> Disorders and Conditions > Schizophrenia
What is schizophrenia?
Schizophrenia is a psychotic disorder. This
mental condition can manifest itself in a variety of ways. The predominant difficulties
associated with schizophrenia are related to a person's thinking, which is unusual or
bizarre. Because the person's thinking is intermittently disordered, a person with
schizophrenia may have a variety of behaviors that appear odd or strange to others. In
addition, the person's speech is irrational or disjointed.
There are several types of schizophrenia including the following:
- Paranoid - Delusions and hallucinations tend to be the most prominent feature of this
type of schizophrenia.
- Catatonic - Unusual body movements such as a loss of or scarcity of motion are usually
present. On the other hand, there may be agitation and excessive body movements that seem
to be without direction. Mutism is common.
- Disorganized - Speech and behavior are disordered or jumbled. The patient displays
emotional responses which are not appropriate for the given situation.
- Residual - In this type, signs of the disorder continue beyond the acute episode but in
a mild or less active form.
- Undifferentiated - In this type, the person may meet the criteria for more than one
What characteristics are associated with
Some people with schizophrenia have delusions;
others have hallucinations; still others have delusions and hallucinations. Delusions are
described as false, inaccurate beliefs that a person holds onto or adheres to even when
he/she is presented with true, accurate information. Hallucinations are episodes of
sensory perceptions, such as sights or sounds, that are not actually present.
In addition to delusions and/or hallucinations, an individual with schizophrenia
frequently has incoherent or disorganized speech. And his/her behavior may be unusual or
bizarre. For example, the person may talk to himself/herself or exhibit inappropriate
laughter or rage. In some instances, the persons affect may be flat, meaning that
his/her emotional responses and expressions appear fixed or neutral. The unusual thoughts,
behaviors, and speech exist over a period of at least six months in order for
schizophrenia to be considered as a diagnosis. In addition, the person with this disorder
almost always performs considerably below a normal level of functioning at work or in
school. Interpersonal relationships and personal hygiene are frequently forsaken during
the schizophrenic episode.
Are there genetic factors associated with
Schizophrenia tends to run in some families. A
close relative of a person with schizophrenia is several times more likely to develop
schizophrenia than the average person.
Does schizophrenia affect males, females, or
Males and females develop schizophrenia in
about equal numbers. Generally, females develop the disorder later in life than males.
At what age does schizophrenia appear?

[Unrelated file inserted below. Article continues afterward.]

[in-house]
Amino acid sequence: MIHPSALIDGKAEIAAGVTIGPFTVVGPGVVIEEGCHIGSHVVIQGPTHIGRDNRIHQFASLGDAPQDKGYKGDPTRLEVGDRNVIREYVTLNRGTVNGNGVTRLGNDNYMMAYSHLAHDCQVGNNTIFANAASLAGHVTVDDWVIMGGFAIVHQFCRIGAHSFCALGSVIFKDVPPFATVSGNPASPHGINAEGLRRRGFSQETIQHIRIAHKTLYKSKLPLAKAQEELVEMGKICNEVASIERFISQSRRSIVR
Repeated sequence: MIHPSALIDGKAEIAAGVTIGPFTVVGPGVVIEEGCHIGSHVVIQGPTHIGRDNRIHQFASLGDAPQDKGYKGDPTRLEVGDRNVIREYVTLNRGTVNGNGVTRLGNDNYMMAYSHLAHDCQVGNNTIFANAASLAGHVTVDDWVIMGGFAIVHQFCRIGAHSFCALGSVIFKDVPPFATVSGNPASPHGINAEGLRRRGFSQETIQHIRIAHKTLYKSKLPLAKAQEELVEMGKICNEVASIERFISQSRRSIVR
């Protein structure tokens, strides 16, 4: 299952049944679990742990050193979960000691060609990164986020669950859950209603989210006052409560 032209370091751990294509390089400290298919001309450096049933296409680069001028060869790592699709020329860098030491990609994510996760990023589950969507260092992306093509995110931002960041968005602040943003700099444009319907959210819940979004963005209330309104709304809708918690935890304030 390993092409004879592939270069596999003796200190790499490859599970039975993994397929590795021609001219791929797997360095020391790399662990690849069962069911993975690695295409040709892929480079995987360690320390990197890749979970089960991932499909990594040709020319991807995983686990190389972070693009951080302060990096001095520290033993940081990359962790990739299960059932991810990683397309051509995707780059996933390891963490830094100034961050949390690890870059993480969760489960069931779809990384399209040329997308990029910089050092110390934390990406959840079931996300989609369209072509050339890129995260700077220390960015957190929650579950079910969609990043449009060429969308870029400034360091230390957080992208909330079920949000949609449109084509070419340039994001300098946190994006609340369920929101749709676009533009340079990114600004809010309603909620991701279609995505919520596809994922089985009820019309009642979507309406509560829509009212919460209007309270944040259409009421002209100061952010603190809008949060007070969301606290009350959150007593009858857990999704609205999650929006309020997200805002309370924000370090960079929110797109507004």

Most of the time, the onset of symptoms of
schizophrenia occur during late adolescence or early adulthood.
How common is the incidence of schizophrenia
in our society?
About one percent (1%) of the population of the
United States suffers from schizophrenia.
How is schizophrenia diagnosed?
Schizophrenia is usually diagnosed when a
person's disorganized thinking and/or bizarre behavior brings them to the attention of a
medical or mental health professional. Frequently, the person is brought in involuntarily
for evaluation and treatment. The person being evaluated often demonstrates delusions,
hallucinations, incoherent or disorganized speech, and/or disorganized behavior. The
mental health professional arrives at the diagnosis of schizophrenia by conducting a
mental status examination and by taking a very careful personal history from the
patient/client. It is very important not to overlook a physical illness that might mimic
or contribute to a psychological disorder. If there is any doubt about a medical problem,
the mental health professional should refer the person to a physician, who will perform a
physical examination and request any necessary laboratory tests.
How is schizophrenia treated?
Schizophrenia is almost always treated with
medications called antipsychotic medications. Well known antipsychotic medications include
Clozaril (clozapine), Haldol (haloperidol), Risperdal (risperidone), and Zyprexa
(olanzapine). In addition to medication, individual, group, or family therapy is almost
always advised. For the acutely disorganized schizophrenic, hospitalization may be
required. However, chronic schizophrenics are often treated as outpatients. Because of
their disorganized, irrational thinking, many schizophrenics refuse treatment and continue
to live in their psychotic states.
What happens to someone with schizophrenia?
The course of schizophrenia varies greatly.
Some people will have one brief episode and have no further problems during their
lifetime. Others will suffer from the condition throughout much of their lives.
Schizophrenia tends to be episodic, and many people can function normally if they are
What can people do if they need help?
If you, a friend, or a family member would like
more information and you have a therapist or a physician, please discuss your concerns
with that person.
Page last modified or reviewed on January 11, 2012
for Mental Illness